A barn behind the St. James Anglican Church on Mitchell Road in Sandy Springs sits next to a farmhouse constructed in the 1860s that will likely be torn down for additional housing.

If someone doesn’t know there is a relic from a bygone era on Mitchell Road, they’re not likely to see it.

If a proposed development moves into the space, no one will ever have a chance see it again.

At least one local historian says the building isn’t quite as old as its owners claim.

Since 1974, the building has operated as St. James Anglican Church, but the church officials have put what they describe as a Civil War-era shelter up for sale. The 2.4 acre property is listed for $1 million. A group called Arrowhead Real Estate Partners wants to buy it and develop it into 15 single family homes. The company revised its earlier plans for 19 town homes after neighbors complained. The partners in Arrowhead Real Estate are also part of The Columns Group, one of the original developers of the Town Brookhaven project, according to the Atlanta Business Chronicle archives.

“The church wants to sell the property. The church has closed,” Columns Group President Curtis Hicks told neighbors at an April 26 meeting at Sandy Springs City Hall. “They’ve lost their membership.”

Residents around the property at 5975 Mitchell Road don’t have much faith the developers will turn the old church into something they’d want in their backyards. The history of the site – assuming it is truly historic – was a secondary concern at the meeting. The audience pounced on the developers for not having information they wanted about trees and traffic, saying the revised plans still create problems.

St. James Anglican Church on Mitchell Road was once a farm house. It was constructed in the 1860s.

Residents would like to keep most of the tree canopy and avoid creating a cacophony of horns and engines on the cut-through between Hammond and Long Island drives.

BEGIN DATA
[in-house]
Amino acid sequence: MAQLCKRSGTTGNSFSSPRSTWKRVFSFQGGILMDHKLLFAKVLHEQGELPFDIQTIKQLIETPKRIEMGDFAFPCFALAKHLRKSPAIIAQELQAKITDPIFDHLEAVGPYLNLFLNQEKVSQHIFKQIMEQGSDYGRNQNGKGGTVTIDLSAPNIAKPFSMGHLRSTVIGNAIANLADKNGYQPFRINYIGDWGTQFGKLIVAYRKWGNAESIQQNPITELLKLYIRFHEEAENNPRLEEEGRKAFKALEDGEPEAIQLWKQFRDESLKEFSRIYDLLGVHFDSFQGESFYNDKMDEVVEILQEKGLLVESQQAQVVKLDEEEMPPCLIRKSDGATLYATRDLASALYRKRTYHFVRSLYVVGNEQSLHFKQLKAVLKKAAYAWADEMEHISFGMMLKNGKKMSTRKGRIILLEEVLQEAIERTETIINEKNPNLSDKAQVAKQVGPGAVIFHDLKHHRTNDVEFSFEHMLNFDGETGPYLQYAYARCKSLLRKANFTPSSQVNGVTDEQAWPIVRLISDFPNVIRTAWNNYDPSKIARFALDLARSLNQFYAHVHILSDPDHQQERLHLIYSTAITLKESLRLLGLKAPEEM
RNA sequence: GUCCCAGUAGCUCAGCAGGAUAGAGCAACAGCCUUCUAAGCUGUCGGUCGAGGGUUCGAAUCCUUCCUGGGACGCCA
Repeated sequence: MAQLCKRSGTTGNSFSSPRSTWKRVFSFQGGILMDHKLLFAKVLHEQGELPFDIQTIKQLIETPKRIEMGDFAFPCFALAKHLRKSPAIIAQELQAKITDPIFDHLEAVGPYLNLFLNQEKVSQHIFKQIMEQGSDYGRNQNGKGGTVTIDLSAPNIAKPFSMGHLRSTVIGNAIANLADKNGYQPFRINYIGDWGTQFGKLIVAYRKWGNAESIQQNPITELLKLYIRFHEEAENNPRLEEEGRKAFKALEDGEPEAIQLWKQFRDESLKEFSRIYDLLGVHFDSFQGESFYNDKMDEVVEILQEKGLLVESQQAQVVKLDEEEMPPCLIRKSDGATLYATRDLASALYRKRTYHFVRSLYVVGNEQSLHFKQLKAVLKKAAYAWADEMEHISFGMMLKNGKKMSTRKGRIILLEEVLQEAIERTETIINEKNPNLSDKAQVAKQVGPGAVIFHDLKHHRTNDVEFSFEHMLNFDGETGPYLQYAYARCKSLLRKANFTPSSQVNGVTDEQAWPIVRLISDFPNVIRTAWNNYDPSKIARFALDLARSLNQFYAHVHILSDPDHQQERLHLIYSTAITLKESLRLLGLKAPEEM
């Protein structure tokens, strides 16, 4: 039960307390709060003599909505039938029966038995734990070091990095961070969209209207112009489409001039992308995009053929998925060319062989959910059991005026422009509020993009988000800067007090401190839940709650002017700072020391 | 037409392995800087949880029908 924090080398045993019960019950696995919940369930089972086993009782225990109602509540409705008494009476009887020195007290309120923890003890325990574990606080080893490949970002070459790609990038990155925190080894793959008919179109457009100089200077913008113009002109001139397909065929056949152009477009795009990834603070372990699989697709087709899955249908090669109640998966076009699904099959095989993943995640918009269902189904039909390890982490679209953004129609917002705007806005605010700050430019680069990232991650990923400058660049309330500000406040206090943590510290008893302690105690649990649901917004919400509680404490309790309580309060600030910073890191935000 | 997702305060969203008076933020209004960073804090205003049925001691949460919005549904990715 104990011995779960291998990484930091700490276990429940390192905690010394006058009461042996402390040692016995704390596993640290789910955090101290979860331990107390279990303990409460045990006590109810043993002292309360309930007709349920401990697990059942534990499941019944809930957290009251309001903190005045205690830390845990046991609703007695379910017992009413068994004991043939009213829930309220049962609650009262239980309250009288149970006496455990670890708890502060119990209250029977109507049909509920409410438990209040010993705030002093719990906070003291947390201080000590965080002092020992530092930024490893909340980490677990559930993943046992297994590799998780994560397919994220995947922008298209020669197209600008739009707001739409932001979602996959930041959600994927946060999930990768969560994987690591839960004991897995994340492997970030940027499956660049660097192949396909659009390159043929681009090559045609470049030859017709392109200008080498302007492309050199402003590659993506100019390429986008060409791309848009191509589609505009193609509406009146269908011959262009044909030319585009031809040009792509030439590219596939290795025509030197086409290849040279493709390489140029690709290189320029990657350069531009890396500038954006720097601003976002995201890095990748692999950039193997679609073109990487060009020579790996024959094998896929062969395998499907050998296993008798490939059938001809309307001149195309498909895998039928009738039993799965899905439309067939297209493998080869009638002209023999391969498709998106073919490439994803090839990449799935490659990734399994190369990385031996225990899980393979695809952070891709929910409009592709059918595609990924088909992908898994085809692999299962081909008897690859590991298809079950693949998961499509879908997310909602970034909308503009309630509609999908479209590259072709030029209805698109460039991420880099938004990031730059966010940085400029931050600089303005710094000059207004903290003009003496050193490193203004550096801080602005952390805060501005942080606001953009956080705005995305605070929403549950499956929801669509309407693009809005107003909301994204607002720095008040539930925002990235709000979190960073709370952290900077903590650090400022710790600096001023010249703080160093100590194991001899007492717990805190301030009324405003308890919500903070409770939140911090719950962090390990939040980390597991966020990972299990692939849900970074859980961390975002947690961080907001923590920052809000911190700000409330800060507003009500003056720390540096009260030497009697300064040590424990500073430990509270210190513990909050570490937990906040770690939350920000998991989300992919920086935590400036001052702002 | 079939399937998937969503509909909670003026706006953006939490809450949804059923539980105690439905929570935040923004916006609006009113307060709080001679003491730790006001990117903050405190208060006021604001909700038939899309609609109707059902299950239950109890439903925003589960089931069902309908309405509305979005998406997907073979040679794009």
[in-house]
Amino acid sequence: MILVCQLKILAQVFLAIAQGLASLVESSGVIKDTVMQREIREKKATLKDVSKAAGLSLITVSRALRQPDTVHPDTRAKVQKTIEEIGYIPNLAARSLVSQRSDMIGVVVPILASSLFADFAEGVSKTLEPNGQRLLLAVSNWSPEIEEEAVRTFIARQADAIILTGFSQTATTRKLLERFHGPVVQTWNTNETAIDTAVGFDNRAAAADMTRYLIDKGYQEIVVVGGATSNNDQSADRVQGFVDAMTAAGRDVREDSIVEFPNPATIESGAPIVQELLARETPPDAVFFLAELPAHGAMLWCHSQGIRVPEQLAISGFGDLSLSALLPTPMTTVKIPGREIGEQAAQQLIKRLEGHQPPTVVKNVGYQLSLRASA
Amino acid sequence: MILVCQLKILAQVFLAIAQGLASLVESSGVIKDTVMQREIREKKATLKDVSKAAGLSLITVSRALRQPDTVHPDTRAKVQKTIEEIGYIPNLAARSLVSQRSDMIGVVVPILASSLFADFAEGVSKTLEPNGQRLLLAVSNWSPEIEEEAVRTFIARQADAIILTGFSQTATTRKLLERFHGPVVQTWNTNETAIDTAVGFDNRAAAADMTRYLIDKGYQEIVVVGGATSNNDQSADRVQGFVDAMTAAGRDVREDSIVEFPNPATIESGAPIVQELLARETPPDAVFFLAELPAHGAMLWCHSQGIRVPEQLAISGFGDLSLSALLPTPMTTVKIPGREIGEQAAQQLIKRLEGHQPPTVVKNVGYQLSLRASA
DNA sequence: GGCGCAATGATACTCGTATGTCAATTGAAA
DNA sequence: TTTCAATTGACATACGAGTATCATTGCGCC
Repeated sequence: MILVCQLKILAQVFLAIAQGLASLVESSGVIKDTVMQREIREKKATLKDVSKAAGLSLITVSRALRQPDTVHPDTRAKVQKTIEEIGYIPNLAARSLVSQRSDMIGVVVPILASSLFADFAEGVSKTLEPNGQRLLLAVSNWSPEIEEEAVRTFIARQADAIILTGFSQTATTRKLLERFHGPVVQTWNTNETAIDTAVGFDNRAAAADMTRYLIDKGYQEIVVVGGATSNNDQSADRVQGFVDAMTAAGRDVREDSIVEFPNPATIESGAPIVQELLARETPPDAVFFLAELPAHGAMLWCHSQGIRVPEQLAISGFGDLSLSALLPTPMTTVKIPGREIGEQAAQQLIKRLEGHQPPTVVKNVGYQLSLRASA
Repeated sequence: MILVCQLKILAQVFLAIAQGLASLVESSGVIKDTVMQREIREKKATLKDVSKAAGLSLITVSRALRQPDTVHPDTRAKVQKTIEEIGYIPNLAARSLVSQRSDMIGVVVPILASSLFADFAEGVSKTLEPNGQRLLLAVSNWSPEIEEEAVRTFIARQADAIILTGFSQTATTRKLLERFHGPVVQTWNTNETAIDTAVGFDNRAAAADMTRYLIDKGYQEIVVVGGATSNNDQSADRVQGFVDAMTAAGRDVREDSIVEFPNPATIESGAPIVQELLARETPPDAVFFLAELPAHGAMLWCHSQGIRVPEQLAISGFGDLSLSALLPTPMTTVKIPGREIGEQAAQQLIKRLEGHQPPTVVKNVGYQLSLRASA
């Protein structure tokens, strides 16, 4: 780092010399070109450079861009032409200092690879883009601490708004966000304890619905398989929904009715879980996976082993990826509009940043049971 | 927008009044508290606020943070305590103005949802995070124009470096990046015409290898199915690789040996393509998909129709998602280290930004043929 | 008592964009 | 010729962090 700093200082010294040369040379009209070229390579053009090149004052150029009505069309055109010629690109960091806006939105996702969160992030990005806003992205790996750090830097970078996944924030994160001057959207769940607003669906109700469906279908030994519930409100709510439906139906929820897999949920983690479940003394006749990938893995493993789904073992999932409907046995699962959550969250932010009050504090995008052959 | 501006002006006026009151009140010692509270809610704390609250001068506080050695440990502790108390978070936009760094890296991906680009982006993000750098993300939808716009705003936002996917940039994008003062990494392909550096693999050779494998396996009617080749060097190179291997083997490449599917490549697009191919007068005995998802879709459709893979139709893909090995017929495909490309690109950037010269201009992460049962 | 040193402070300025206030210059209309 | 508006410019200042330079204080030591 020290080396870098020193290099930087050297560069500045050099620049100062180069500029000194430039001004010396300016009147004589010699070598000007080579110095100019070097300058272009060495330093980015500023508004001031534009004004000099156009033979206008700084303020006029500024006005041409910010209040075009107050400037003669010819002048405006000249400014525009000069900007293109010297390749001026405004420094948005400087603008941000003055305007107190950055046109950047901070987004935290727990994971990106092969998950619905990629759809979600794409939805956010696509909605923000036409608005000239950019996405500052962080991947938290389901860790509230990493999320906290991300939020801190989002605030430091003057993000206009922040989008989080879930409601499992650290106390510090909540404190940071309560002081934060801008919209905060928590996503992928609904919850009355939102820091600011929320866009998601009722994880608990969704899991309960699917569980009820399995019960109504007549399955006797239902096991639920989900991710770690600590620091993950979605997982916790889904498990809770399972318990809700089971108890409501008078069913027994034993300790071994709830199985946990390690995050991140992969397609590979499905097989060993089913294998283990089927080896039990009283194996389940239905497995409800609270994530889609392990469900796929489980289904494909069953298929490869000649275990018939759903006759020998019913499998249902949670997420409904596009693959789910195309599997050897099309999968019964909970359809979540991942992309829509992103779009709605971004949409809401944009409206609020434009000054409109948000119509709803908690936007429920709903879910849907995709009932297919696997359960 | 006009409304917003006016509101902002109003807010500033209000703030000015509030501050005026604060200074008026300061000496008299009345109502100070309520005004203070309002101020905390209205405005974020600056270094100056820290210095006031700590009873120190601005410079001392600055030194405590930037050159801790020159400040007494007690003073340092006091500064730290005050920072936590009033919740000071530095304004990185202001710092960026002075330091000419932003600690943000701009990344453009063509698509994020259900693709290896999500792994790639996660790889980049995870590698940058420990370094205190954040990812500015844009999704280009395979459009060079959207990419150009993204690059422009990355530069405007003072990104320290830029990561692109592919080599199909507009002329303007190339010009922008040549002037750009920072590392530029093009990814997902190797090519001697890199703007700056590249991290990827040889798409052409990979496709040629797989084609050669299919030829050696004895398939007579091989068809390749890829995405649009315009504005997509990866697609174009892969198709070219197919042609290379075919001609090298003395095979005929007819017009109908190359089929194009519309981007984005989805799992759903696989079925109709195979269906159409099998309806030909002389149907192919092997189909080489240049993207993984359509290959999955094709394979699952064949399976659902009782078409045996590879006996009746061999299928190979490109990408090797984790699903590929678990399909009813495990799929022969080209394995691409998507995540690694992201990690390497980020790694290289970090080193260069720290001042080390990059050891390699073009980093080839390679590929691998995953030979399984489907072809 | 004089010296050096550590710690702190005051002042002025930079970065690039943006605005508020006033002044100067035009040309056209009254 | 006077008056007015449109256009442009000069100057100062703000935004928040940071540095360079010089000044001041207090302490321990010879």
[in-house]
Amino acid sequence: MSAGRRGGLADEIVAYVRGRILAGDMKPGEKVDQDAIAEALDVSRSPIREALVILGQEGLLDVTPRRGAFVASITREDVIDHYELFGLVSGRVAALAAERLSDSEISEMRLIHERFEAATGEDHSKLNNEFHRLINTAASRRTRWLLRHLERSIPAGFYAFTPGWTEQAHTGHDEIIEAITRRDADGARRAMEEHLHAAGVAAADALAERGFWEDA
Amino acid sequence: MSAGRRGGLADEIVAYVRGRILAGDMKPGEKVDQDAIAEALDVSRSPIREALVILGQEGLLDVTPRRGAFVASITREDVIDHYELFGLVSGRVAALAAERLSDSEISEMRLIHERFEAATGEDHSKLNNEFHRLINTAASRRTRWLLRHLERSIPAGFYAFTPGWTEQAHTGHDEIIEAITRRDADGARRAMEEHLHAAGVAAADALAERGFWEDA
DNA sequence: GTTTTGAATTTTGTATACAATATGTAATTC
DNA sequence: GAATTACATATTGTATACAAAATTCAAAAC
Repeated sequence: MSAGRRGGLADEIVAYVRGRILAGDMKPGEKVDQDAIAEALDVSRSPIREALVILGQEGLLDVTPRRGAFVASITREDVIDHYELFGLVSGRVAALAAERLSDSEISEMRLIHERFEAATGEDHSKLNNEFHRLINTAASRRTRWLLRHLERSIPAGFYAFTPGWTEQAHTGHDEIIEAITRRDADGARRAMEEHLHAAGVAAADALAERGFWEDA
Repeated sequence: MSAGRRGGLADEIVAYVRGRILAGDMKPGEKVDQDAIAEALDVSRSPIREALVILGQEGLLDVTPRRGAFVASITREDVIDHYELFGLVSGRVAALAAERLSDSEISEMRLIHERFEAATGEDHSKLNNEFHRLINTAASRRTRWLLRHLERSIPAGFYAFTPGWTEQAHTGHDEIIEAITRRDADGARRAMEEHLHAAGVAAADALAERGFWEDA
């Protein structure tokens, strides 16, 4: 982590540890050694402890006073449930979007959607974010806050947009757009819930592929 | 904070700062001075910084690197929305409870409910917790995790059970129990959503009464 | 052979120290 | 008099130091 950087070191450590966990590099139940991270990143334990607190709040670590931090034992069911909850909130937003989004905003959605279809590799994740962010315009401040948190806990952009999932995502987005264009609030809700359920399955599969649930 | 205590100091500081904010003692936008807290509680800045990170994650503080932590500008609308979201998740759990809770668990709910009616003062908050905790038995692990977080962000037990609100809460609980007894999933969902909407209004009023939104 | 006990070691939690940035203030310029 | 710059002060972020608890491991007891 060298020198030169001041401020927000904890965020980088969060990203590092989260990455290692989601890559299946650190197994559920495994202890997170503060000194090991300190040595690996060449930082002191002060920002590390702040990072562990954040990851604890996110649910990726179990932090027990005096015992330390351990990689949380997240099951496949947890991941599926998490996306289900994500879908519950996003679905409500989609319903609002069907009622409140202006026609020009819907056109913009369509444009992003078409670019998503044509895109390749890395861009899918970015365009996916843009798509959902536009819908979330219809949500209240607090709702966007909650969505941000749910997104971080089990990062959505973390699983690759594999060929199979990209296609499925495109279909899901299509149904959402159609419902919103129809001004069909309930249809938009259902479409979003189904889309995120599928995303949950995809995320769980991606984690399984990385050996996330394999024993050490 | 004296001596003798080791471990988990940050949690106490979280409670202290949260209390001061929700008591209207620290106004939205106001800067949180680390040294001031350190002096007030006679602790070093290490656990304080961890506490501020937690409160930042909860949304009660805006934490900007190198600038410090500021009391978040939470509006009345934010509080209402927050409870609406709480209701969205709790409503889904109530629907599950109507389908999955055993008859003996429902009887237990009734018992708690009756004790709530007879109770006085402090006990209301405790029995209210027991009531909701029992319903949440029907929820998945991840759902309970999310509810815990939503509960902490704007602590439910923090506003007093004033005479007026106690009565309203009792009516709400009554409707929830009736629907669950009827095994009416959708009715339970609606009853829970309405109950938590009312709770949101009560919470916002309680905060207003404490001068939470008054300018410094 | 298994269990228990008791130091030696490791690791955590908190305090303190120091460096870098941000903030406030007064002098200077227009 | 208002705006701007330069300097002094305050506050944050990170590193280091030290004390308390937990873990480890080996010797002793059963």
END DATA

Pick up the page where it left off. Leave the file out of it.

The building is surrounded by towering trees and the property abuts much newer homes and residential buildings.

“If we can save some of the tree canopy, everyone benefits,” said Nina Cramer, president of Trees Sandy Springs.

But what is known about the building itself, now an empty church sitting quietly as a nun in prayer at the bottom of a hill?

Officially, there’s nothing significant about it. It doesn’t appear on the state or federal registries of historic places. It was a farmhouse built in the 1860s, according to the church’s website. A dusty red barn standing beside it more recently served as the St. James Montessori school.

Clarke Otten, president of the Sandy Springs Historic Preservation Society, said the farm house was not pre-Civil War, saying he believes it was constructed between 1920 and 1930.

“It seems to have been one of the Spruell family homes and farms,” Otten said. “It was possibly on part of the previous Mitchell land dating back to the War, but that is also uncertain as the Spreull’s were also in the same area before the war.  But a ‘pre-war’ appellation can be made of all the land in Georgia that saw any (Civil War) activity.”